Strengthened regulation by the Chinese government

On Oct. 23, the People’s Bank of China publicly solicited opinions on a revised version of the Law of the People’s Republic of China on the People’s Bank of China. It is worth noting that in the new “draft for comment,” there are some provisions related to digital currency.

This may be the first time that China has included relevant provisions related to digital currency in the scope of the law. On the one hand, making it appear in the public eye in the form of a draft for comments affirms the legal status of the DCEP; but on the other hand, it implies that digital currencies in any other shape or form are not legal in China.

As the U.S. Department of Justice and the Commodity Futures Trading Commission intensify regulation of the crypto market, global regulation is also strengthened, and China is no exception. For some digital currency exchanges that are registered overseas while having physical operations in China, relevant regulation has been further developed.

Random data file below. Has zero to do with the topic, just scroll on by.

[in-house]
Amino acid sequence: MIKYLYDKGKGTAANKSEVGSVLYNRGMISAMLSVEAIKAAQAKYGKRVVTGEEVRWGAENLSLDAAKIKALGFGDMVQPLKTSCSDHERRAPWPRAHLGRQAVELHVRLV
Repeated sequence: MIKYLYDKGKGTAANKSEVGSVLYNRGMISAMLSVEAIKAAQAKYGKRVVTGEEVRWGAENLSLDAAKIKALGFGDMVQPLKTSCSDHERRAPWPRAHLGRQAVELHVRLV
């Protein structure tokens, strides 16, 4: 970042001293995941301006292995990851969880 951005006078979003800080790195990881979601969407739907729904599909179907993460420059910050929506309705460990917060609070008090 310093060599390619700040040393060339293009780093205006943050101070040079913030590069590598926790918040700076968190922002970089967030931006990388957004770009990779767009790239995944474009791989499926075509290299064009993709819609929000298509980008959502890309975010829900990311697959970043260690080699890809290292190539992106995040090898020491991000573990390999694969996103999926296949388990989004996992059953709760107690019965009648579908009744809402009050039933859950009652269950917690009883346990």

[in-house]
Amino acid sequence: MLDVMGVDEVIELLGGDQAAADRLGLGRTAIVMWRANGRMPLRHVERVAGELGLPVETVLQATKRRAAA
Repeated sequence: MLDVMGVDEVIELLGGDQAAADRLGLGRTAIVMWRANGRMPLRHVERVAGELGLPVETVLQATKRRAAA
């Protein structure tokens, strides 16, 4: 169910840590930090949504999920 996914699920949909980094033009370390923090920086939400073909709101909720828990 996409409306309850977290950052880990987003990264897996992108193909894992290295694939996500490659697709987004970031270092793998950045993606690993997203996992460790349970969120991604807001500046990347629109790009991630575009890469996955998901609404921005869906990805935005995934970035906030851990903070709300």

China is one of the fastest countries when it comes to adopting new technologies. Chinese consumers are more likely to accept new technologies, and this willingness may give China an advantage. The significant population base and “netizens” base, the popularization of mobile internet and payments, a large number of talented developers, and government support for technology adoption are all factors that may contribute to the progress in China’s blockchain industry.

Especially in 2020 while the pandemic is going on, government demand for blockchain technology adoption in public services such as medical care, charity, epidemic prevention and traceability is much more urgent, which to a certain extent has promoted the development of China’s blockchain industry.